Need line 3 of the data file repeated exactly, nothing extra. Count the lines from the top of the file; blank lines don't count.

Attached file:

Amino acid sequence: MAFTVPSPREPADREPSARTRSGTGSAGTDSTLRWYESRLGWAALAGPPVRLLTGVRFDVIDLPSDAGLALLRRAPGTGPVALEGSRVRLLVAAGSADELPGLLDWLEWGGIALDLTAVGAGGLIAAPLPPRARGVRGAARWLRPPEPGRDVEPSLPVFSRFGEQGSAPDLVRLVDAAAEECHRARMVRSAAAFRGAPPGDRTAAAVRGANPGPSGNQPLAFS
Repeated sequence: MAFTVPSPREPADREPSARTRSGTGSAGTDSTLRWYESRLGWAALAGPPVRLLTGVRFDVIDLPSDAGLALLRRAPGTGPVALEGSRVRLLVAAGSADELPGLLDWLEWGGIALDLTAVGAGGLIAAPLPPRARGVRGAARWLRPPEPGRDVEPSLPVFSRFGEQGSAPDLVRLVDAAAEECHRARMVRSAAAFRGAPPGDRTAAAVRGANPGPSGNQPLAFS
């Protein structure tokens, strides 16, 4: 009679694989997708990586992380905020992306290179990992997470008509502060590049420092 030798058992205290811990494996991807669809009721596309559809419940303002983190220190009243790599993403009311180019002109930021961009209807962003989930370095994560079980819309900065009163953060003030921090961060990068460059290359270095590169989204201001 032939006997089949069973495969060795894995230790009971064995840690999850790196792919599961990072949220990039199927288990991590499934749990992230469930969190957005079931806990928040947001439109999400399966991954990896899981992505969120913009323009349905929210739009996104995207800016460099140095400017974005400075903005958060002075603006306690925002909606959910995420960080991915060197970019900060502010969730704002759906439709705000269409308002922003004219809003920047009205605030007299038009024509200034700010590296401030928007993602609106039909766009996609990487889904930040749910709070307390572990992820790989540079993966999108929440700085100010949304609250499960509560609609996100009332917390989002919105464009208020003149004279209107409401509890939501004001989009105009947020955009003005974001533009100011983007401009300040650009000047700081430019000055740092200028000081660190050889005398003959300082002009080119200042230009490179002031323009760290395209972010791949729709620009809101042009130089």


């Protein structure tokens, strides 16, 4: 009679694989997708990586992380905020992306290179990992997470008509502060590049420092 030798058992205290811990494996991807669809009721596309559809419940303002983190220190009243790599993403009311180019002109930021961009209807962003989930370095994560079980819309900065009163953060003030921090961060990068460059290359270095590169989204201001 032939006997089949069973495969060795894995230790009971064995840690999850790196792919599961990072949220990039199927288990991590499934749990992230469930969190957005079931806990928040947001439109999400399966991954990896899981992505969120913009323009349905929210739009996104995207800016460099140095400017974005400075903005958060002075603006306690925002909606959910995420960080991915060197970019900060502010969730704002759906439709705000269409308002922003004219809003920047009205605030007299038009024509200034700010590296401030928007993602609106039909766009996609990487889904930040749910709070307390572990992820790989540079993966999108929440700085100010949304609250499960509560609609996100009332917390989002919105464009208020003149004279209107409401509890939501004001989009105009947020955009003005974001533009100011983007401009300040650009000047700081430019000055740092200028000081660190050889005398003959300082002009080119200042230009490179002031323009760290395209972010791949729709620009809101042009130089």